Already the nation’s strongest Class II gambling market with some 30,000 bingo-style machines, Oklahoma will likely grow its Class II inventory even more before the time comes to negotiate new compacts.

And it’s not likely Fallin will be occupying the governor’s mansion when the talks begin.

“Not only is she anti-tribe, she’s anti-gaming,” says Jamie Hummingbird, gaming commissioner for the Cherokee Nation Enterprise.

No Talks In The Works

As is the case nationwide with Indian casinos, double-digit gambling growth in Oklahoma has slowed since the 2008 recession. But it has maintained a nearly 5 percent annual revenue increase.

The positive growth has contributed to the diminished impetus by tribes to deal with compact negotiations, particularly with Fallin’s lawyers.

“I think there’s an inclination to kick the can down the road,” McBride says.

It’s not clear under what circumstances the 15-year automatic renewal kicks in. Indian law experts contend the wording in the compact is ambiguous.

Since the bungled overture to Interior about the legality of machines, state officials have not formally approached the tribe about negotiations.

“The state has gone dark,” Hummingbird says.

“The state doesn’t seem to have any real plan beyond the belief that they need to get more money out of the tribes,” says John Tahsuda of Navigators Global, a Washington political consulting firm. “I don’t know what they can offer to entice the tribes to renegotiate.”

Taking a hard line on the tobacco compacts may not have been a wise strategy, as smoke shops do not play a significant role in most tribal economies, particularly with Oklahoma’s larger gambling tribes.

“That was a miscalculation on the state’s part,” Tahsuda says. “They approached the tobacco compacts very hard-nosed. And arguably, the state had a stronger hand to play on that front.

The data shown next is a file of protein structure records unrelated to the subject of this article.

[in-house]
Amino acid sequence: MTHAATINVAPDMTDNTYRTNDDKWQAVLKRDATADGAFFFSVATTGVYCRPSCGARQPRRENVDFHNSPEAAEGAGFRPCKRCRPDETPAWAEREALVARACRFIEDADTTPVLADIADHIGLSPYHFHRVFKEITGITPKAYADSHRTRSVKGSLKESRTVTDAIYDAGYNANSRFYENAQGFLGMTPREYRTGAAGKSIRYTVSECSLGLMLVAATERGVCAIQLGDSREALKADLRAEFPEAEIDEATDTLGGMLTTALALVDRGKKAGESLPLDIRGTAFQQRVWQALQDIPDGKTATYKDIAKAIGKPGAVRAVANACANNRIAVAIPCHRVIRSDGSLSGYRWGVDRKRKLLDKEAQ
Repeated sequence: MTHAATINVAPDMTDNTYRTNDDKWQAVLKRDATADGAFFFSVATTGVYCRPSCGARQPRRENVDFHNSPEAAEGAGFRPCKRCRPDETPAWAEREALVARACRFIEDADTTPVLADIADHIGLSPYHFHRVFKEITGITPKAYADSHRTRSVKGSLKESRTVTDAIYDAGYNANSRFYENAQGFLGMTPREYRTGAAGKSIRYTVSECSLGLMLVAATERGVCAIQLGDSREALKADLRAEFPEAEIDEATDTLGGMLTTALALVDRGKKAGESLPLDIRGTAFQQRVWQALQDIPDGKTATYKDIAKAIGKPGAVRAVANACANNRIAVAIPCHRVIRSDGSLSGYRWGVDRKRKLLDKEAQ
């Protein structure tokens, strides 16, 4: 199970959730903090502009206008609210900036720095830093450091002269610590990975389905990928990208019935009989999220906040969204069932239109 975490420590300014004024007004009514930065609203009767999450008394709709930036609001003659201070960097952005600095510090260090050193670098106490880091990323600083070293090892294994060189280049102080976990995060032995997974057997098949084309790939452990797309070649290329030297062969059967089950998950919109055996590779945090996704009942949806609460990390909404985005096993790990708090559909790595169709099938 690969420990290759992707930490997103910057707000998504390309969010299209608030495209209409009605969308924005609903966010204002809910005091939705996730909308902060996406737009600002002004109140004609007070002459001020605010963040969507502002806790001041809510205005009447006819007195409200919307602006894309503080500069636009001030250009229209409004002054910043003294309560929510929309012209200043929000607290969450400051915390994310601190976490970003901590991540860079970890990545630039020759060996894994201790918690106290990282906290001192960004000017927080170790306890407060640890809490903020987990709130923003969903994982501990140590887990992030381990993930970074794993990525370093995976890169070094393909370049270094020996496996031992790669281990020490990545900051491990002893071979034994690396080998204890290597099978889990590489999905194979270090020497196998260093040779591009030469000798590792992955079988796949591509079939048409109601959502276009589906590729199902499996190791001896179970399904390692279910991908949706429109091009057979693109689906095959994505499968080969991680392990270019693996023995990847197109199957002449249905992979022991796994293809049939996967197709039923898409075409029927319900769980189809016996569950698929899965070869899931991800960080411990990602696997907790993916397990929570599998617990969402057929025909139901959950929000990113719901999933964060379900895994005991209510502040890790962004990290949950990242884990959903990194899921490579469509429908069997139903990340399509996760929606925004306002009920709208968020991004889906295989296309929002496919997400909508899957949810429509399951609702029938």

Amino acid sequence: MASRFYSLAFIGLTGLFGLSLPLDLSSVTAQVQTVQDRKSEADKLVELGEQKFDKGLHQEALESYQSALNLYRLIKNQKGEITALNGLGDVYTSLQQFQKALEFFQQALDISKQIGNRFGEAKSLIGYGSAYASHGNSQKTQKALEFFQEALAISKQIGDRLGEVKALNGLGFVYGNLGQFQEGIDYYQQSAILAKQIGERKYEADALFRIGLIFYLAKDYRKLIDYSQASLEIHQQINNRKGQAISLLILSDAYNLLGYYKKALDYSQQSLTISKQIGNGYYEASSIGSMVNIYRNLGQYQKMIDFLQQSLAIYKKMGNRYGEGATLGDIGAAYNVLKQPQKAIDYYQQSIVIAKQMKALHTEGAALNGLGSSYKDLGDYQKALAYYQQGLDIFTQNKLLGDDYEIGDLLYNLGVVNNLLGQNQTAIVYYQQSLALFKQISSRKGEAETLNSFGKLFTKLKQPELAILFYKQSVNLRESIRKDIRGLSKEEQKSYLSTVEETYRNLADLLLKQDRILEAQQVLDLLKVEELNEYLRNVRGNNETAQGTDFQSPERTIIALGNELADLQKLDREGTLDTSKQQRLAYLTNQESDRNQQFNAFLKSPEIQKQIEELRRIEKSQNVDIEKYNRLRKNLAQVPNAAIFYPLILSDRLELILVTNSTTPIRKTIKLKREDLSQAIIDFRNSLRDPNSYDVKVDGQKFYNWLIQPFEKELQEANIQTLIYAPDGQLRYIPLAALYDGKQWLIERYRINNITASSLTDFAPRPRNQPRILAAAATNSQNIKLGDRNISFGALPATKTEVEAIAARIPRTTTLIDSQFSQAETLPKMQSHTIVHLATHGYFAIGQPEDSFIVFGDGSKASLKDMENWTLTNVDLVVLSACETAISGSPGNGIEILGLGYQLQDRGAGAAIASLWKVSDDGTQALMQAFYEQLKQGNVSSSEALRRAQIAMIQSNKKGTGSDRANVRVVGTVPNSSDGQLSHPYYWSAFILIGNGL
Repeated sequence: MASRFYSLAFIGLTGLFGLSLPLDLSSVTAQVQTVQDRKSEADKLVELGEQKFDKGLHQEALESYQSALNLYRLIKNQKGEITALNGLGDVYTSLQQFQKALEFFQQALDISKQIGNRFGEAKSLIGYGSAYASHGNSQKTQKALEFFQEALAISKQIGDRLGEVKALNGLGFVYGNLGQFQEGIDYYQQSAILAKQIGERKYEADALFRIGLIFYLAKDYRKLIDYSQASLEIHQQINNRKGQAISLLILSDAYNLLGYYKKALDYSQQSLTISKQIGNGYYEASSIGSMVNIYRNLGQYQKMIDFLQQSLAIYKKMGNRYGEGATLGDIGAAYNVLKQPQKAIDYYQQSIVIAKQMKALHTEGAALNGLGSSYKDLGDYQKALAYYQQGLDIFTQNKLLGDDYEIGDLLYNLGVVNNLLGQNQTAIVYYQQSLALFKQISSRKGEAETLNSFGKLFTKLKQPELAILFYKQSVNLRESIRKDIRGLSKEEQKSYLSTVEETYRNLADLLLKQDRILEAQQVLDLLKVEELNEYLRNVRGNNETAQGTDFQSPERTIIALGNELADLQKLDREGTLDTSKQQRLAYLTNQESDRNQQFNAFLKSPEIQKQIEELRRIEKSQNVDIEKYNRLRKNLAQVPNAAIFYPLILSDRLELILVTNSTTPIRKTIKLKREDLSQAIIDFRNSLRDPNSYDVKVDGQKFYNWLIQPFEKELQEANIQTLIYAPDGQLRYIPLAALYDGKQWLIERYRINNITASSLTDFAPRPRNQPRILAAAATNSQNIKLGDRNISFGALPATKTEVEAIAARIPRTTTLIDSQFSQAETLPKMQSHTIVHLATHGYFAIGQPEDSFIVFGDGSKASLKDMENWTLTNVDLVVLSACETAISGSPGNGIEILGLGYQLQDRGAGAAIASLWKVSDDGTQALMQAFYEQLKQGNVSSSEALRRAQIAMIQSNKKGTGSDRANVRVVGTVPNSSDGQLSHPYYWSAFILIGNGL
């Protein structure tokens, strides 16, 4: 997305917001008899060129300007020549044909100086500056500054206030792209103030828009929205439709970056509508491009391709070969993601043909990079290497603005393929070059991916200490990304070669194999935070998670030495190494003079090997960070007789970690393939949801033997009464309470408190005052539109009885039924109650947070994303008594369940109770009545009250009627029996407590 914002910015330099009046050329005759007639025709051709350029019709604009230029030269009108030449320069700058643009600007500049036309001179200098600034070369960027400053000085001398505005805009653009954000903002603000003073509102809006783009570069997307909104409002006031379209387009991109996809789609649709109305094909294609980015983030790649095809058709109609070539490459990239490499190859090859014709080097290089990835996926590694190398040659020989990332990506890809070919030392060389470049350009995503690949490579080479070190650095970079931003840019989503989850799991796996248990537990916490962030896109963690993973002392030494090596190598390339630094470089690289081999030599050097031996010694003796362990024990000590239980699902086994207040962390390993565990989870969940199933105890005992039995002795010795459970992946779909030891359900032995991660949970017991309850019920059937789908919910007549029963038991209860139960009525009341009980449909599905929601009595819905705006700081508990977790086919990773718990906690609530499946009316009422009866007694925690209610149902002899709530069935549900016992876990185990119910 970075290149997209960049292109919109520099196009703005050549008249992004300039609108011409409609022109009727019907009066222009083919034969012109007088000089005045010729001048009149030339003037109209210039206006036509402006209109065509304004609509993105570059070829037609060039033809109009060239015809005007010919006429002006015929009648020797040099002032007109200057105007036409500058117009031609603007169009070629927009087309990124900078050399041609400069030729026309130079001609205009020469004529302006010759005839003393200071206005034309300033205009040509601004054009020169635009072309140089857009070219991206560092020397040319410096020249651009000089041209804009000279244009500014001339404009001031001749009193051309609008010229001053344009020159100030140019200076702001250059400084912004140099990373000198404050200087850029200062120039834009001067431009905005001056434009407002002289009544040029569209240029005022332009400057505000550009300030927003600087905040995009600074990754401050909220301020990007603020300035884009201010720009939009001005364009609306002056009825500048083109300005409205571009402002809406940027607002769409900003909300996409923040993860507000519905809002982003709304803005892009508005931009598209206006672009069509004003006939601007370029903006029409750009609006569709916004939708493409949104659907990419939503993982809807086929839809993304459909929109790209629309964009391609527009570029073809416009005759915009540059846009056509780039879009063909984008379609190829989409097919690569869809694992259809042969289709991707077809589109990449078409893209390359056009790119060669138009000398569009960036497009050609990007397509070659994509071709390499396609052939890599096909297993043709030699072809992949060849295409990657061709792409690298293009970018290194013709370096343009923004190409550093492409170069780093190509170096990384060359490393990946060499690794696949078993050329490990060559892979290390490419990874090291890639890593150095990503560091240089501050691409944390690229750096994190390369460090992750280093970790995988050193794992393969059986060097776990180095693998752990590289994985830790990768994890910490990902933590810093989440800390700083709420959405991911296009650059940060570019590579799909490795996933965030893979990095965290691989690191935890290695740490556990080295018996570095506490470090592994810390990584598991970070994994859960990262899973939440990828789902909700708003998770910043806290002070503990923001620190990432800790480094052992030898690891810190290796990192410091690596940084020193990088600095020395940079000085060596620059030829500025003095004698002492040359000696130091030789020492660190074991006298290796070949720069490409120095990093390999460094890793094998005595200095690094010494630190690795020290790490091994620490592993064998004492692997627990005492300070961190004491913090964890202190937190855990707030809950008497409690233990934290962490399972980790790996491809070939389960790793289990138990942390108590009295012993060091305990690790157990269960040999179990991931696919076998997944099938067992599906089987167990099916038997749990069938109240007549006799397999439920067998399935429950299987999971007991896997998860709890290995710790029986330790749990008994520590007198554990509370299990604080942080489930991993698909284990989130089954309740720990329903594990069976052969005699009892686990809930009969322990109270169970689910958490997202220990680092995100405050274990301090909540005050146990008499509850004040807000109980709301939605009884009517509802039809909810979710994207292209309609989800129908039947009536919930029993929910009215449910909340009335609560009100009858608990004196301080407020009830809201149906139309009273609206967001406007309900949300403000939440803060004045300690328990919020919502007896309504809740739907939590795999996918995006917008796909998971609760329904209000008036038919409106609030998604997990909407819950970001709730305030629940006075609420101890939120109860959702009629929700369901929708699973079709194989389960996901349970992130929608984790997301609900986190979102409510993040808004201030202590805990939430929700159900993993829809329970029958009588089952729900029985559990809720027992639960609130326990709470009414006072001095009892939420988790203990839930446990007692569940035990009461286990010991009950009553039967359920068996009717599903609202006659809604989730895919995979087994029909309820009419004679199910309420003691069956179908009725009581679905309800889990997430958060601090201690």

“But for the tribes, tobacco is not as big a piece of the economic picture as it was 20, 25 years ago, when they negotiated the first tobacco compacts. If the state thought the tobacco talks were a precursor for how the gaming compacts will go, forget it.”

The Indian Gaming Regulatory Act and Interior policy discourage states from extending compact negotiations beyond the scope and regulation of gambling. But attorney George Wright, who won a tax arbitration judgment on behalf of the Citizen Potawatomi Nation, believes the state may draw tobacco and sales tax compacts into the talks.

“If we have an administration similar to the current administration, I think you’re going to see compliance with lots of state laws through the compact despite what IGRA does or doesn’t allow,” Wright says, including tobacco and tax compacts.

“I think the state is going to try to get a lot more off that table than the gaming compact itself.”

Preference for Tribal Unity

Tribes were unified earlier this year in blocking efforts to legalize daily fantasy sports, a move they saw as violating gambling exclusivity guaranteed in tribal-state compacts.

“We killed that bill in seven hours,” Morago told an economic summit at the Cherokee Nation’s Hard Rock Hotel & Casino in Tulsa.

Tribes may be willing to discuss new compacts after Fallin leaves office and the 2020 expiration date nears.

Much may depend on the economy. The Oklahoma market is approaching saturation and tribes are pondering how to grow their gambling industries. Many are investing in non-gambling amenities such as hotels, retail and entertainment development.

“I don’t think we have necessarily reached a plateau,” Hummingbird says, noting a nearly 5 percent growth in the nationwide tribal gambling industry, which sits at $29.9 billion. “But I think growth is somewhat limited by the terminology in our compact.

“If we do go forward and look to renegotiate those compacts, what is the goal of the tribes? That’s really kind of the $64,000 question. Where do we go from here with our compacts?”

Tribes may seek some kind of expanded gambling, he says, which could include Class III machines comparable to Nevada devices, along with house-banked table games.

The state, in response, will likely seek an increased share of casino revenues.

“Because our state budget is in dire straits, our discussions regarding the percentages are going to be the hot-button issue,” Hummingbird says.

Tribal unity will help in leverage with the state.

“United we conquer,” OIGA Chairman Brian Foster says. “Divided we get conquered.”